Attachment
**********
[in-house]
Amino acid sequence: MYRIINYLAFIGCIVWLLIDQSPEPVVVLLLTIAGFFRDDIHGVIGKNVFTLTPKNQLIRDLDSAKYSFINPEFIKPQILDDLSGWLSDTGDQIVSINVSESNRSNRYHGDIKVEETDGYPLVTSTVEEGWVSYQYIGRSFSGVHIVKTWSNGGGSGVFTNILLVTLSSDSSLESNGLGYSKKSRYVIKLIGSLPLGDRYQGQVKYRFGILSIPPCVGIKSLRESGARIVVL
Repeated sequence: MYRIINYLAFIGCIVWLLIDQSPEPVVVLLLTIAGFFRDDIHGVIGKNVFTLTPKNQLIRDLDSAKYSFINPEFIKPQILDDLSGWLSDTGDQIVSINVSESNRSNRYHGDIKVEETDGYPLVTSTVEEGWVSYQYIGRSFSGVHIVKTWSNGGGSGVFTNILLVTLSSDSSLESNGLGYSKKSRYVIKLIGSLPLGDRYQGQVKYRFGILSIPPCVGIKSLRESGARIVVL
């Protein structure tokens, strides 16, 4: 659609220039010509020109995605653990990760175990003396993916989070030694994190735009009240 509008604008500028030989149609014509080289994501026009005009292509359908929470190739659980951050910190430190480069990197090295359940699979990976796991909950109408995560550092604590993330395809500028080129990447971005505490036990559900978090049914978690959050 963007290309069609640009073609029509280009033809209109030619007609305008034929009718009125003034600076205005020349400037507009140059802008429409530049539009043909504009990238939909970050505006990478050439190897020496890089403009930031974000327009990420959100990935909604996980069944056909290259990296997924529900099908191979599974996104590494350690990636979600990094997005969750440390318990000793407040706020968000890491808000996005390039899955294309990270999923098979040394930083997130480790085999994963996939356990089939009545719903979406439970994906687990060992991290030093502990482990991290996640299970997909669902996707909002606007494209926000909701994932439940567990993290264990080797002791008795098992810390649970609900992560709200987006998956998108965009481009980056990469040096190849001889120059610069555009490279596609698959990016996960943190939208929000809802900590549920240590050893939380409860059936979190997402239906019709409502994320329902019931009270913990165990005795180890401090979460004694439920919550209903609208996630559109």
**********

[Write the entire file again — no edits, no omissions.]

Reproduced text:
[in-house]
Amino acid sequence: MYRIINYLAFIGCIVWLLIDQSPEPVVVLLLTIAGFFRDDIHGVIGKNVFTLTPKNQLIRDLDSAKYSFINPEFIKPQILDDLSGWLSDTGDQIVSINVSESNRSNRYHGDIKVEETDGYPLVTSTVEEGWVSYQYIGRSFSGVHIVKTWSNGGGSGVFTNILLVTLSSDSSLESNGLGYSKKSRYVIKLIGSLPLGDRYQGQVKYRFGILSIPPCVGIKSLRESGARIVVL
Repeated sequence: MYRIINYLAFIGCIVWLLIDQSPEPVVVLLLTIAGFFRDDIHGVIGKNVFTLTPKNQLIRDLDSAKYSFINPEFIKPQILDDLSGWLSDTGDQIVSINVSESNRSNRYHGDIKVEETDGYPLVTSTVEEGWVSYQYIGRSFSGVHIVKTWSNGGGSGVFTNILLVTLSSDSSLESNGLGYSKKSRYVIKLIGSLPLGDRYQGQVKYRFGILSIPPCVGIKSLRESGARIVVL
């Protein structure tokens, strides 16, 4: 659609220039010509020109995605653990990760175990003396993916989070030694994190735009009240 509008604008500028030989149609014509080289994501026009005009292509359908929470190739659980951050910190430190480069990197090295359940699979990976796991909950109408995560550092604590993330395809500028080129990447971005505490036990559900978090049914978690959050 963007290309069609640009073609029509280009033809209109030619007609305008034929009718009125003034600076205005020349400037507009140059802008429409530049539009043909504009990238939909970050505006990478050439190897020496890089403009930031974000327009990420959100990935909604996980069944056909290259990296997924529900099908191979599974996104590494350690990636979600990094997005969750440390318990000793407040706020968000890491808000996005390039899955294309990270999923098979040394930083997130480790085999994963996939356990089939009545719903979406439970994906687990060992991290030093502990482990991290996640299970997909669902996707909002606007494209926000909701994932439940567990993290264990080797002791008795098992810390649970609900992560709200987006998956998108965009481009980056990469040096190849001889120059610069555009490279596609698959990016996960943190939208929000809802900590549920240590050893939380409860059936979190997402239906019709409502994320329902019931009270913990165990005795180890401090979460004694439920919550209903609208996630559109």